HK Tea Shop Recommendations


One of the intentionally aged teas, Pu-Erh has a loyal following.

Re: HK Tea Shop Recommendations

Postby ChengduCha » Jun 17th, '13, 23:28

I just went to Lam Kie Yuen because it was close to my hotel and I was with someone who didn't care much about tea, so I didn't want to drag him through the tea shops of the city. :D

I went there during lunch time and the whole stuff was having lunch. One of their staff members came to ask me what I wanted and when I told her I'm looking to buy some pu erh, she tried to sell me some rather expensive loose shu, expecting a quick choice from me on the spot just by smelling it. :?

She obviously wanted to go back to her food and wanted me to make a very quick purchase, but I asked to try some of their sheng which she reluctantly agreed to.

The sheng was good enough for the money, so I bought some, but I wouldn't go there again.

If you're white expect a clueless tourist treatment.
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Re: HK Tea Shop Recommendations

Postby gasninja » Jun 18th, '13, 00:03

That sucks. I think if I went to HK and couldn't spend at least one whole day shopping for tea my head would explode.
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Re: HK Tea Shop Recommendations

Postby Tead Off » Jun 18th, '13, 00:17

gasninja wrote:That sucks. I think if I went to HK and couldn't spend at least one whole day shopping for tea my head would explode.

What would be worse is if you couldn't drink any tea for one whole day while being in Hong Kong. :D
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Re: HK Tea Shop Recommendations

Postby Tead Off » Jun 18th, '13, 00:24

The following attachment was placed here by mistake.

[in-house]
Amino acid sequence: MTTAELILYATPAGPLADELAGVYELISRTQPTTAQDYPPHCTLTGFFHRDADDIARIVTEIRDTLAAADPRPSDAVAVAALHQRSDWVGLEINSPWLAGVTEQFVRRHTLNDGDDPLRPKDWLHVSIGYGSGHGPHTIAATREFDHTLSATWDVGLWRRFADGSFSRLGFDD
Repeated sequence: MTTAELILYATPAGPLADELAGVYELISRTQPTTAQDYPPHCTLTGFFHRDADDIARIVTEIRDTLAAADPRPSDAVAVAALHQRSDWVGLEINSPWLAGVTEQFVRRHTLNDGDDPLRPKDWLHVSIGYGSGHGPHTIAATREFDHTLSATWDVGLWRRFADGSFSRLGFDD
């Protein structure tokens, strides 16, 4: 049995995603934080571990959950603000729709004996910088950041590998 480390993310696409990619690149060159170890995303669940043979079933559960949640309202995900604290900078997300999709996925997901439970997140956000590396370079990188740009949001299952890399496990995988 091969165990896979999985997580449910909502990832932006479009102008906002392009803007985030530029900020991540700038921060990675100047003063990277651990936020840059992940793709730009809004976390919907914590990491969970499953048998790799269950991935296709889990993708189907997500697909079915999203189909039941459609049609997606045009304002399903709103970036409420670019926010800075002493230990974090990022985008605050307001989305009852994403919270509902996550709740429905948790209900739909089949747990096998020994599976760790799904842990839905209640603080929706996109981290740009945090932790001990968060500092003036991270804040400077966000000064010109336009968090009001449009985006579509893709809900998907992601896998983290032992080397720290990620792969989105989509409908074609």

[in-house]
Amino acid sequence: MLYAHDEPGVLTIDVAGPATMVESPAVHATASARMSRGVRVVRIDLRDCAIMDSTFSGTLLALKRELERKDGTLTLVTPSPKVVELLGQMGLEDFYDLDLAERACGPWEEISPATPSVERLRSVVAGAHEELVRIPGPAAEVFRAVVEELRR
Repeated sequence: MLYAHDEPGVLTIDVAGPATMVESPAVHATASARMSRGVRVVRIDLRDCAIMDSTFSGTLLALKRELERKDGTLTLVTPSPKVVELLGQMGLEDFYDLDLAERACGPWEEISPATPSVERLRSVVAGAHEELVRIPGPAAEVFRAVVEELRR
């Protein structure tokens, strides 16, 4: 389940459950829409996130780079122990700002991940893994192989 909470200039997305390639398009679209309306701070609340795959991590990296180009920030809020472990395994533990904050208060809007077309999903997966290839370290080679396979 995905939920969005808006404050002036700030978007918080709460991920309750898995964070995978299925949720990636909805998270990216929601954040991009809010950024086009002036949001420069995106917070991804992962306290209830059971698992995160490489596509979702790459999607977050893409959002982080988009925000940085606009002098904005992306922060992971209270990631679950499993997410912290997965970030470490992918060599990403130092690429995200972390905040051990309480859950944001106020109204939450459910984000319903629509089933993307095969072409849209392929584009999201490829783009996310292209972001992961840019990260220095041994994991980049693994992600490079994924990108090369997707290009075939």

ChengduCha wrote:I just went to Lam Kie Yuen because it was close to my hotel and I was with someone who didn't care much about tea, so I didn't want to drag him through the tea shops of the city. :D

I went there during lunch time and the whole stuff was having lunch. One of their staff members came to ask me what I wanted and when I told her I'm looking to buy some pu erh, she tried to sell me some rather expensive loose shu, expecting a quick choice from me on the spot just by smelling it. :?

She obviously wanted to go back to her food and wanted me to make a very quick purchase, but I asked to try some of their sheng which she reluctantly agreed to.

The sheng was good enough for the money, so I bought some, but I wouldn't go there again.

If you're white expect a clueless tourist treatment.

In shops like this, I find it beneficial to ask them what is their best sheng. Then I ask them to brew some for me. This immediately tells me if their idea of good is similar to mine. It also shows them your serious about buying tea even if you don't buy their 'best' teas. It's an ice breaker. Some of these shops just have workers that are doing their job. They are not really into tea. It takes time to find shops that are knowledgeable and hospitable. A good shop will always invite you to sit and drink tea right away. It's part of the culture.
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Re: HK Tea Shop Recommendations

Postby gingkoseto » Jun 18th, '13, 00:50